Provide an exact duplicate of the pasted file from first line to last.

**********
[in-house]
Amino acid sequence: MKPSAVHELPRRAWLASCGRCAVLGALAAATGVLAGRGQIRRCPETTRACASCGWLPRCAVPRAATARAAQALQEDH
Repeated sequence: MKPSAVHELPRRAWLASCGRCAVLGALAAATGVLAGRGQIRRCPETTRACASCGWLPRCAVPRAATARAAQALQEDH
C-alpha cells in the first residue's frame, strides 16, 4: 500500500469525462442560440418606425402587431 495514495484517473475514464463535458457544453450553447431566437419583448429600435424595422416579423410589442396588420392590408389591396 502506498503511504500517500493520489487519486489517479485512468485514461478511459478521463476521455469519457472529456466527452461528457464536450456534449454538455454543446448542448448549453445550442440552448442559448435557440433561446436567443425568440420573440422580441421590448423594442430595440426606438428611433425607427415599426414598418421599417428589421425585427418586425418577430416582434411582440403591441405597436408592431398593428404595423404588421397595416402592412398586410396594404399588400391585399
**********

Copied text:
[in-house]
Amino acid sequence: MKPSAVHELPRRAWLASCGRCAVLGALAAATGVLAGRGQIRRCPETTRACASCGWLPRCAVPRAATARAAQALQEDH
Repeated sequence: MKPSAVHELPRRAWLASCGRCAVLGALAAATGVLAGRGQIRRCPETTRACASCGWLPRCAVPRAATARAAQALQEDH
C-alpha cells in the first residue's frame, strides 16, 4: 500500500469525462442560440418606425402587431 495514495484517473475514464463535458457544453450553447431566437419583448429600435424595422416579423410589442396588420392590408389591396 502506498503511504500517500493520489487519486489517479485512468485514461478511459478521463476521455469519457472529456466527452461528457464536450456534449454538455454543446448542448448549453445550442440552448442559448435557440433561446436567443425568440420573440422580441421590448423594442430595440426606438428611433425607427415599426414598418421599417428589421425585427418586425418577430416582434411582440403591441405597436408592431398593428404595423404588421397595416402592412398586410396594404399588400391585399